So we’re off to the US tomorrow to catch up with family and friends. With less than 24 hours to go, the apartment is a mess, I’ve only just started to pack, and I’ve somehow acquired a mountain of trivialities to distribute around New England: Chiki Balls, Seaweed Cheetos, Kopi Susu candy, silly video clips, and notebooks with strange sayings on the front (“You and a friend are pleased at measure. Can you make a good friend with me?”)
Of course, I do think nothing says “I’ve really missed you for the last year and a half” like a Double Chocolate Peanut Butter Beng-Beng. But if you’re expecting to see me within the next 30 days or so, consider yourself warned. As for the blog, I probably won’t be writing much for a bit. See you later!
A trash-picker makes his rounds shortly after the Jakarta flood in February
1. Is it immoral to eat three times a day if some people only eat once?
2. Is it immoral to pay $40 a month for a fancy gym if, from the window of said gym, you can see people living in a garbage dump?
3. When Marie Antoinette said “Let them eat cake,” did she tell herself: “I’m doing my part. I’m promoting the local cake industry. A rising tide lifts all boats”?
Here’s another from the archives. I like this picture even though nothing in it is properly focused. I guess that’s what happens when you try to photograph something 238,855 miles away with a cameraphone.
Here are some photos from the vast Kopi Susu archives, taken a few months ago on our first language-school trip to Yogya.
I’m always fascinated by construction sites. This one used a lot of bamboo, which is cheap and very strong.
Not everybody was happy to get their picture taken, though.
This guy struts around our end of the street like he owns it. Which he does, in a feline sense. I usually see him scavenging in the trash bins or menacing other cats, so I was surprised to find him sprawled in front of our gate the other day, snoozing in a way that said: “I have nothing to worry about. There are no cats tougher than me within at least a two-block radius.”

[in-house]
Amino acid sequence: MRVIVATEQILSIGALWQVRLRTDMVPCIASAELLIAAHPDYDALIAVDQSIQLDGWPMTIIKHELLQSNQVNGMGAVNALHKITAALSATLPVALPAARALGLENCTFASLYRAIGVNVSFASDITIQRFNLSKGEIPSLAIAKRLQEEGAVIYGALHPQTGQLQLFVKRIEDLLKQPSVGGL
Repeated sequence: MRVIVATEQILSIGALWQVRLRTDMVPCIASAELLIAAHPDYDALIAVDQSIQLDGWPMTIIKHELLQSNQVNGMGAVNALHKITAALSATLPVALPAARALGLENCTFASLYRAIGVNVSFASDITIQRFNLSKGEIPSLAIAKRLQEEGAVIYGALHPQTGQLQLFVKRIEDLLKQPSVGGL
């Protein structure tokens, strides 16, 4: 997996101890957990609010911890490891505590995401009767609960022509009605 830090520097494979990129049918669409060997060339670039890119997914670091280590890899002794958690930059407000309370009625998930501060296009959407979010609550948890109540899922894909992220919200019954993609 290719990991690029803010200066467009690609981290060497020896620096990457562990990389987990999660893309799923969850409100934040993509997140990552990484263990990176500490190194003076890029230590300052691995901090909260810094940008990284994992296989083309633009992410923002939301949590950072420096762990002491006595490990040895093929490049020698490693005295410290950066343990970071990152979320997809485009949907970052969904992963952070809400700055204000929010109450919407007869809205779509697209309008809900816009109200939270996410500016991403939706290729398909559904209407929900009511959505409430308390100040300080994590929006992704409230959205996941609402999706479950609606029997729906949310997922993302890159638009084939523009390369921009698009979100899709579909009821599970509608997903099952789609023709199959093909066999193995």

I was trying to shoot an enormous Spiderman cellphone ad on the building in the middle here, but a public minivan (mikrolet) and a motorbike snuck in. Then I decided I kind of liked the picture this way.
We are at the tail end of a Spiderman blitz. Spiderman on multiple screens at the movie theatres; Spiderman in ads; Spiderman blowup dolls and posters being hawked on the streets. But then Ocean’s 13 and Pirates of the Caribbean arrived, and suddenly Spidey was yesterday’s news.
On Saturday, Chad and I and a friend went to check out the city’s new water taxi. Having a water taxi in Jakarta may seem like a bad joke, given how polluted the canals and rivers are. But I love the idea of getting around the city in boats, and I love the idea that maybe water taxis will inspire people to stop throwing trash in the canals.
Maybe others agree, because there was a pretty long line to get on board.
This first route is clearly just a touristy thing. It only runs on Saturdays and Sundays, for a few hours a day, along a brief, 1.7 kilometer stretch of the Ciliwung River.
Yes, the water was dirty and yes, the engines clogged with garbage. Twice, actually. But it really wasn’t very smelly.
People seemed to have a good time, especially the kids.
It looks almost romantic in the sunset, doesn’t it?
The recreational reading rate is supposed to be low in Indonesia, so it was nice to see a big crowd turn out for Jakarta’s annual book fair. Nice, that is, until I had to fight my way through them to get the book I wanted.
For the last part of Laura’s visit, we went to the beach at Pelabuhan Ratu with a group of friends. Pelabuhan Ratu is known for its rough surf, but we could tell as soon as we set eyes on the ocean that something unusual was going on.
The waves were huge. That first night, they tore out our rental cottage’s bamboo fence, busted up the front of a stone staircase and tossed it around, and grabbed most of the tires that buffered our little beachside gazebo.
We were banned from the gazebo anyway, because a lot of other houses had lost theirs.
The ocean was hypnotically powerful. We couldn’t help staring at it.
We didn’t swim much; you could see the rip tides racing across the beach. But we played board games and frisbee, and read, and bought the makings of a great dinner from the fish market. I’m not very beachy anyway, so I had a great time.
It was sobering to see damage to people’s houses and fields, though. Later we read there’d been big waves all up and down the coast, from Aceh in the north down to Bali in the south. It was nothing on the order of the 2004 tsunami, of course, but it sparked unpleasant memories for some and served as a reminder of what the ocean can do.
Garuda Katom (short for “Atomic Peanuts) are one of your quintessential Indonesian processed foods.
They’re peanuts covered with a thick, crunchy tapioca-flour coating that’s slightly sweet and slightly salty, and flavored with a ton of garlic extract to give you killer breath.
Garuda started in the tapioca business, then branched into roasted peanuts. When the son of the founder joined the company in the mid-90s, he started experimenting with ways to combine the two products. Eureka! A junk food was born!